Hyperkalemic Periodic Paralysis (HYPP) and Breeding

Q. I have a 6-year-old Quarter Horse mare N/H (heterozygous) for hyperkalemic periodic paralysis (HYPP), and a lot of vets have told me that I can breed her to a Thoroughbred, and the baby should be fine. She does have some problems with the warm weather. I would love to get her bred, but I do not want to have her so stressed out that it would kill her. Would she be OK if I get her bred this year? What is your opinion on this whole HYPP breeding?


A. Because the disease is inherited as a dominant trait, one-half of your mare's offspring will be affected, regardless of who you breed her to. In the early 1990s, we asked this question of whether the horse needed the Quarter Horse phenotype or "build" to express the disease. At the University of California, Davis, we bred an affected Quarter Horse stallion (N/H, as is your mare) to Thoroughbred, Standardbred, and Arabian mares. What we found from 21 offspring is that the disease occurred in roughly one-half of the offspring, regardless of breed or phenotype, proving the autosomal dominant mode of inheritance. This is how the disease can spread easily to other breeds of horses (as it already has in Appaloosa, Paint, Pony of the Americas, and other color breeds).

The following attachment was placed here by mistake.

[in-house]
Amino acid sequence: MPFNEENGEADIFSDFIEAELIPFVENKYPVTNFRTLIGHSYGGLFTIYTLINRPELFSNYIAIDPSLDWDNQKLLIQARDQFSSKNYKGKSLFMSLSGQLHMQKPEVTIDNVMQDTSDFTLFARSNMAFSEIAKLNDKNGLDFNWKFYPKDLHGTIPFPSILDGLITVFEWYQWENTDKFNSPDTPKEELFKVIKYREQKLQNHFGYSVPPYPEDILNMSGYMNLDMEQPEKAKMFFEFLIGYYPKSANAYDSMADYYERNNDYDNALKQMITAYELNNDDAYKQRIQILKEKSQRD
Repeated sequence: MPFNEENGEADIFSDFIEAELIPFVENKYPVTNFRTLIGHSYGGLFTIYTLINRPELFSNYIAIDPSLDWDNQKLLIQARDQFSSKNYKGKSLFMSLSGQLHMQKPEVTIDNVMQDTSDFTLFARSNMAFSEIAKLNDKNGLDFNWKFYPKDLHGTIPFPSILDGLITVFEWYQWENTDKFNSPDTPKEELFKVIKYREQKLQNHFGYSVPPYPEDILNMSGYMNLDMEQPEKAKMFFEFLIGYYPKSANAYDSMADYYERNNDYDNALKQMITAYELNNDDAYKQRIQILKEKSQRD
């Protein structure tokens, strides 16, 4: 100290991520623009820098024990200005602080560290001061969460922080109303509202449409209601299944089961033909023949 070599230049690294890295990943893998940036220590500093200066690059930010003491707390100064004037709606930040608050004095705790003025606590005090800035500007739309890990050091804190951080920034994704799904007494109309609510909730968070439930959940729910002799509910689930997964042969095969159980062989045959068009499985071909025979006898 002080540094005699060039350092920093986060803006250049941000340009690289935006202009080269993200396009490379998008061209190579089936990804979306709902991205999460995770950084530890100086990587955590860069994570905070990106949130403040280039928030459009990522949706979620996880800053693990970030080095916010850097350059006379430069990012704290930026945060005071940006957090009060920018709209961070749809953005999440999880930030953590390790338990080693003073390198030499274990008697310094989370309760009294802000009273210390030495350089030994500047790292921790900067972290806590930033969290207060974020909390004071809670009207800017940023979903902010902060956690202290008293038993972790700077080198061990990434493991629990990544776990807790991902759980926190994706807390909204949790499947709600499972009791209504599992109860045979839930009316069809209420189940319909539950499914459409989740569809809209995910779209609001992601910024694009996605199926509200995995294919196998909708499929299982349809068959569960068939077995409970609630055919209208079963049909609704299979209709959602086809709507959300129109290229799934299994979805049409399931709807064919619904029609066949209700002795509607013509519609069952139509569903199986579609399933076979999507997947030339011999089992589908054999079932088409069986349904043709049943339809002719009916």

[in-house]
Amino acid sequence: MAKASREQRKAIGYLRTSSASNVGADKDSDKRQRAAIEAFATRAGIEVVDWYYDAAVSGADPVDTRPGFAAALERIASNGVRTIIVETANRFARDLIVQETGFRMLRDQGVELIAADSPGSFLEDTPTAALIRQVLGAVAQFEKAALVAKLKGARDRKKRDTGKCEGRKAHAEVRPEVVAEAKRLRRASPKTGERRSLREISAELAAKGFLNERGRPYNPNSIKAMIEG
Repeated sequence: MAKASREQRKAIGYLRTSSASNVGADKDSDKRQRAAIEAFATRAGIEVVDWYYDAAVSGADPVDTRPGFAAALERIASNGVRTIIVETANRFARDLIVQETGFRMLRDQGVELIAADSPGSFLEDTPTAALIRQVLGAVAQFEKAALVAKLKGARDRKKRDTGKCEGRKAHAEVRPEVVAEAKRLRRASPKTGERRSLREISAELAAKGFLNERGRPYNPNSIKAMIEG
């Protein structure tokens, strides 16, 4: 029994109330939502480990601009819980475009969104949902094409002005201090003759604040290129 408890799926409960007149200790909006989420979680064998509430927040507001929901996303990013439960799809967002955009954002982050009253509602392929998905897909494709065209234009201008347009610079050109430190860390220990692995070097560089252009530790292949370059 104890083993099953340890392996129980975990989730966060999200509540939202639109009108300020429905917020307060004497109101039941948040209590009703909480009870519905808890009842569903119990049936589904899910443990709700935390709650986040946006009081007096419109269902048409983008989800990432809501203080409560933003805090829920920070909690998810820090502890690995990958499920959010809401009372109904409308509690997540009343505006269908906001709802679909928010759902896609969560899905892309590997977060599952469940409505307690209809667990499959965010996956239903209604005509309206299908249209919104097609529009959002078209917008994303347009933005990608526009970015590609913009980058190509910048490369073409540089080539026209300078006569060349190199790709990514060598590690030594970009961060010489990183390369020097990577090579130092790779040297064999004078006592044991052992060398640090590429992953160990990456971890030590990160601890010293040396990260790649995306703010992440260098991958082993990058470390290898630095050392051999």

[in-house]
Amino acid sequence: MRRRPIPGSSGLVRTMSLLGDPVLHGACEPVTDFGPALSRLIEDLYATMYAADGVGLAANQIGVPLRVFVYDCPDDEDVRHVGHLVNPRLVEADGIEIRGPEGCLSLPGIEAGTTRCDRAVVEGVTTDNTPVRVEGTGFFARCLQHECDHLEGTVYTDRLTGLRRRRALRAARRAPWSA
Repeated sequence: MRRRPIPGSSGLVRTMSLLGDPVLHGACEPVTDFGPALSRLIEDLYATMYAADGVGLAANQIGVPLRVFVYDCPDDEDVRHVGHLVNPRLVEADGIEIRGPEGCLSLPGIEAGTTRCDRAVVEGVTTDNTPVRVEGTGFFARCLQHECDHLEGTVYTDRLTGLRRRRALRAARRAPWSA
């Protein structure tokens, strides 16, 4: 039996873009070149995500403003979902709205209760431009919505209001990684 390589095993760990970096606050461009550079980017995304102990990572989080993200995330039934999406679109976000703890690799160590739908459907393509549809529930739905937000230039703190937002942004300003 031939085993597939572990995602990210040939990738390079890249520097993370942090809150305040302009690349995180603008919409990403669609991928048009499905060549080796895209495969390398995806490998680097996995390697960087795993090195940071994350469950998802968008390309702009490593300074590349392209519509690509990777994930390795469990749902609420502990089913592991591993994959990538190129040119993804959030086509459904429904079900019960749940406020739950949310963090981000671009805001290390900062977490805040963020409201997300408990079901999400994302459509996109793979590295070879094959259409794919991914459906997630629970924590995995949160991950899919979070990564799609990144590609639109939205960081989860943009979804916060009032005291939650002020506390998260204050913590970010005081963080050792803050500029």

As there is a genetic test for this disease, the frequency of disease can be reduced if breeders choose not to breed affected horses. Enjoy your mare, but for the sake of the horse, do not breed your mare and perpetuate an avoidable problem.

About the Author

Sharon Spier, DVM, PhD, Dipl. ACVIM

Sharon Spier, DVM, PhD, Dipl. ACVIM, is a professor of the Department of Medicine and Epidemiology at the University of California, Davis. Her areas of interest include Corynebacterium pseudotuberculosis infection (also known as pigeon fever or dryland distemper), hyperkalemic periodic paralysis, and genetic diseases of horses.

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